Wednesday, February 24, 2021


The Republicans are learning quickly how to be in the minority in Congress, and that’s good news.

How can you tell? That’s easy. They are starting to use the legislative process to move their own agenda and tangle the other side. As part of that, Sens. Tom Cotton of Arkansas and Mitt Romney of Utah on Thursday morning are set to introduce the Higher Wages for American Workers Act.

The legislation would phase in an increase in the federal minimum wage to $10 by 2025 and index it to inflation thereafter, while requiring employers to E-Verify their employees, phasing in implementation over 18 months to allow small businesses additional time to compl). The verification process prevents fraud by requiring workers 18 and older to provide photo identification to their employer, which will be cross-referenced through the federal E-Verify system.

The genius of the legislation is that it harnesses the progressives’ burning desire to raise the federal minimum wage to the single most important element of immigration reform — making sure that employers are hiring those legally eligible for employment.

The verification of employees in a comprehensive, timely and thorough manner has been the grail of immigration reformers for years. No one has yet been skillful enough to get it through Congress or bold enough to mandate it administratively, not even President Trump.

As a practical matter, by tying together the federal minimum wage and employment verification, the legislation ensures that rising wages will go to legally authorized workers.

That’s essential. Workers and companies understand that immigration, legal and (especially) illegal, serves primarily to suppress wages in the marketplace. It is no accident that in the previous century wages increased the fastest from the 1920s to the 1960s — a period that saw a pause in immigration into the United States.

By mandating employment eligibility verification, the legislation leverages the weakest link in an immigration system that sometimes seems largely indifferent about legality — companies’ fear of participating in criminality. It is not accidental that the legislation increases civil and criminal penalties on employers that hire ineligible employees or file fraudulent paperwork.

Forget the border wall. If the United States is serious about reducing illegal immigration, it needs to start putting those who employ ineligible workers in jail. Illegal immigration would dry up in a matter of weeks.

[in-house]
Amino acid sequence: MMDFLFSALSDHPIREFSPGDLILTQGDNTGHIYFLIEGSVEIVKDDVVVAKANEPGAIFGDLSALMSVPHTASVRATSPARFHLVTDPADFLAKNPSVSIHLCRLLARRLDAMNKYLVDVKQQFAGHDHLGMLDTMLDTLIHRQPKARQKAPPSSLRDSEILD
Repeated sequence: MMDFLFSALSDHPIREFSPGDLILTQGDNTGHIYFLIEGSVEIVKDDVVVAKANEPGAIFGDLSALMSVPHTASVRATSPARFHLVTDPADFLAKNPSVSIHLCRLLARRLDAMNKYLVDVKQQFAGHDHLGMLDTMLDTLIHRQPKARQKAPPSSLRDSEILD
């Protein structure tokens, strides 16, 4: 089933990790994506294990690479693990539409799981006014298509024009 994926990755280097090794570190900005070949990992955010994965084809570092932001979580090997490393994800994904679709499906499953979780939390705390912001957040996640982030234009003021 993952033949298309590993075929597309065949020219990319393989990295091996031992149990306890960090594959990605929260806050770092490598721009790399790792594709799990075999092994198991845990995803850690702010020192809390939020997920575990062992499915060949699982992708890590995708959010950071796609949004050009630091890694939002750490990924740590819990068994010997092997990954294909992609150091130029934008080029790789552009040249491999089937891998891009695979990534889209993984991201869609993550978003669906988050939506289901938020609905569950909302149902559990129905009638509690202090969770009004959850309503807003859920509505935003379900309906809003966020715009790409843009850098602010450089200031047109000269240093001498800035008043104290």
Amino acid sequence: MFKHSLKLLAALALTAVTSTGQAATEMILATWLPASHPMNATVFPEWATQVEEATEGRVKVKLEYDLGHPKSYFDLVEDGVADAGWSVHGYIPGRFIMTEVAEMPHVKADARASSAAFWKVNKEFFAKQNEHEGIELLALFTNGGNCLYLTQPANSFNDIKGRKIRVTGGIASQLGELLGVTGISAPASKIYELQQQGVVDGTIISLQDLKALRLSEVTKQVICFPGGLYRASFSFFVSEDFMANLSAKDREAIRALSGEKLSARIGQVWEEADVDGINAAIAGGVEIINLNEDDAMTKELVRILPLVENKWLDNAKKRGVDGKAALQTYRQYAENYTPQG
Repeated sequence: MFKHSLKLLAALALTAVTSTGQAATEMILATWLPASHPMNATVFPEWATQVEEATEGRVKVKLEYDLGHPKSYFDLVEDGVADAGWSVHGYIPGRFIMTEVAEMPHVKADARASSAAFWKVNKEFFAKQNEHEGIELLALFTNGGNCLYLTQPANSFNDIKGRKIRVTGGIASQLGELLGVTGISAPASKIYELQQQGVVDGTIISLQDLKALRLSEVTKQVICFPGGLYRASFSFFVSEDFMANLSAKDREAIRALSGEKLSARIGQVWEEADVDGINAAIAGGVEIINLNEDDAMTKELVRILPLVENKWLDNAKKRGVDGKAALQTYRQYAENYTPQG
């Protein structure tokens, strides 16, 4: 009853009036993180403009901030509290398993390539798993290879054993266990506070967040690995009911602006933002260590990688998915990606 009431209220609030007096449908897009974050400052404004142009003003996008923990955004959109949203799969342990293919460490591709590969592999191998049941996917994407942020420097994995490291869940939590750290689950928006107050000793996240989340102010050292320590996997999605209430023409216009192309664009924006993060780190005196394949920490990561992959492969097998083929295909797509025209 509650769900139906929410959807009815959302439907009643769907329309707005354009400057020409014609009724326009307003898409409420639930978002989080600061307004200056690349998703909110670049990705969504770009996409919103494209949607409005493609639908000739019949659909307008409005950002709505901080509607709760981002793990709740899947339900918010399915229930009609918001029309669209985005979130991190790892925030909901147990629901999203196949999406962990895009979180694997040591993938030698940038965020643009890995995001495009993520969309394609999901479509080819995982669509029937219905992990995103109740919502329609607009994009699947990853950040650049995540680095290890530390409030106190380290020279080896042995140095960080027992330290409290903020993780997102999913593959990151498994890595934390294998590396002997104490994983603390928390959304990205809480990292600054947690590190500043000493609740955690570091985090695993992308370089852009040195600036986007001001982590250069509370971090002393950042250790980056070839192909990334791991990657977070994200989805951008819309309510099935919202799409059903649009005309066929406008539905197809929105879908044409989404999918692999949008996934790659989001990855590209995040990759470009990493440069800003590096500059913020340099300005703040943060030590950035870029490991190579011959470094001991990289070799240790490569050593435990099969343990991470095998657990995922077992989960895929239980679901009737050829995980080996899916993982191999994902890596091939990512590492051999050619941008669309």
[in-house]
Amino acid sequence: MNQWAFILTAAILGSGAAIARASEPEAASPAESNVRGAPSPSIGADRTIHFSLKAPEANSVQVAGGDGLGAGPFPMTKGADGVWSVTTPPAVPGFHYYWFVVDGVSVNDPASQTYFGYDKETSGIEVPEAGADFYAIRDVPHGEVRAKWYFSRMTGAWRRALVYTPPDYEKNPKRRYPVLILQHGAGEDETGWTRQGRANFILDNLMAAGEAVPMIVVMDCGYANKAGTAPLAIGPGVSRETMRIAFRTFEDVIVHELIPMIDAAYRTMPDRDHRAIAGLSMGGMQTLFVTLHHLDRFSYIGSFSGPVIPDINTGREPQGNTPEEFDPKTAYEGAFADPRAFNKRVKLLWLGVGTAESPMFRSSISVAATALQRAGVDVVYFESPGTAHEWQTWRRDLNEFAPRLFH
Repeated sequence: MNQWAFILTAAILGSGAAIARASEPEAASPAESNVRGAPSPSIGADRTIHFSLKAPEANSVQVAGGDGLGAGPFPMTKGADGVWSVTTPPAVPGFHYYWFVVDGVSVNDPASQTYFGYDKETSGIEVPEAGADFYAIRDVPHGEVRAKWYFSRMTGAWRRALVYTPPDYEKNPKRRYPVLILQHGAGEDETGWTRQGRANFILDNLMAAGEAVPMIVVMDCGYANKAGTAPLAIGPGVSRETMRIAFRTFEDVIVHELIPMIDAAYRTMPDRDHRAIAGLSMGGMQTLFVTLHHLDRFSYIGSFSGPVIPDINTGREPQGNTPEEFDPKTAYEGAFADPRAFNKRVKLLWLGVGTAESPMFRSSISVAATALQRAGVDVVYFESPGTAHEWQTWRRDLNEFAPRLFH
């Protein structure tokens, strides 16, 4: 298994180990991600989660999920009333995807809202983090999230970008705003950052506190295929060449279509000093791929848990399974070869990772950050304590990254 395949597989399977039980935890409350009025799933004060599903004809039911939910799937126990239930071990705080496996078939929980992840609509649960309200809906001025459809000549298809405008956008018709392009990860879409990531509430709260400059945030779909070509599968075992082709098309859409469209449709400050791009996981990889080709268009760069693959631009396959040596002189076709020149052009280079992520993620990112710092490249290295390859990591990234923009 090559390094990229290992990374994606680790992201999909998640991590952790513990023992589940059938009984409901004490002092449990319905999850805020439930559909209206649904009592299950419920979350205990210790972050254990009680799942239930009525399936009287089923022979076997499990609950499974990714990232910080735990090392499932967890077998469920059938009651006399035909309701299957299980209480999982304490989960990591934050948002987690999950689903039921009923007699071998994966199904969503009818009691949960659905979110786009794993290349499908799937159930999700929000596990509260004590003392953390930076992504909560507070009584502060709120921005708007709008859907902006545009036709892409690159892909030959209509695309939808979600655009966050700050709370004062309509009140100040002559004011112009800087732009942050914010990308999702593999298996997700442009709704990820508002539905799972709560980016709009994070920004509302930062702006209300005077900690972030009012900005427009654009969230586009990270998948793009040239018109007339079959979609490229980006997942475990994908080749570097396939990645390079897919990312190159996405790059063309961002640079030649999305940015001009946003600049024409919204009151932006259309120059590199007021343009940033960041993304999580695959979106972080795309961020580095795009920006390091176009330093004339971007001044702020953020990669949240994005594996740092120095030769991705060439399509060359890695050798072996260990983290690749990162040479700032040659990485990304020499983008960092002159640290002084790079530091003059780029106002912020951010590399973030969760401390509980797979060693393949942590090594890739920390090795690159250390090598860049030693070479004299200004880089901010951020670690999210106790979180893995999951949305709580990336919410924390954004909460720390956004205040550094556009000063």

Moreover, rather than destroy 1.4 million jobs like the $15 federal minimum wage is projected to do, the proposed legislation would raise wages for 3.5 million workers without harming the very people it is intended to protect.

In short, mandating E-Verify would preserve American jobs for legal workers and rebalance the risk-reward equation for corporations on illegal immigration. The federal minimum wage increase and the verification would work in tandem to create upward pressure on wages. The phase-in would help employers adjust.

The legislation is also politically graceful. For the Republicans, they now have a better alternative with respect to the federal minimum wage. For the Democrats, especially for moderates in the House and Senate, the legislation creates a problem. They will need to explain to voters why they excluded consideration of employment eligibility when raising the minimum wage.

Mr. Cotton and Mr. Romney were also careful enough to leave themselves some room to negotiate. By setting the federal minimum wage at $10 an hour, they can offer a “concession” to increase the number to $11 — West Virginia Sen. Joe Manchin III’s new number — or even $12 or $13 if that helps make the deal.

This is what legislating looks like. It is good to see that Congress can still do it.

• Michael McKenna, a columnist for The Washington Times, is the president of MWR Strategies. He was most recently a deputy assistant to the president and deputy director of the Office of Legislative Affairs at the White House.

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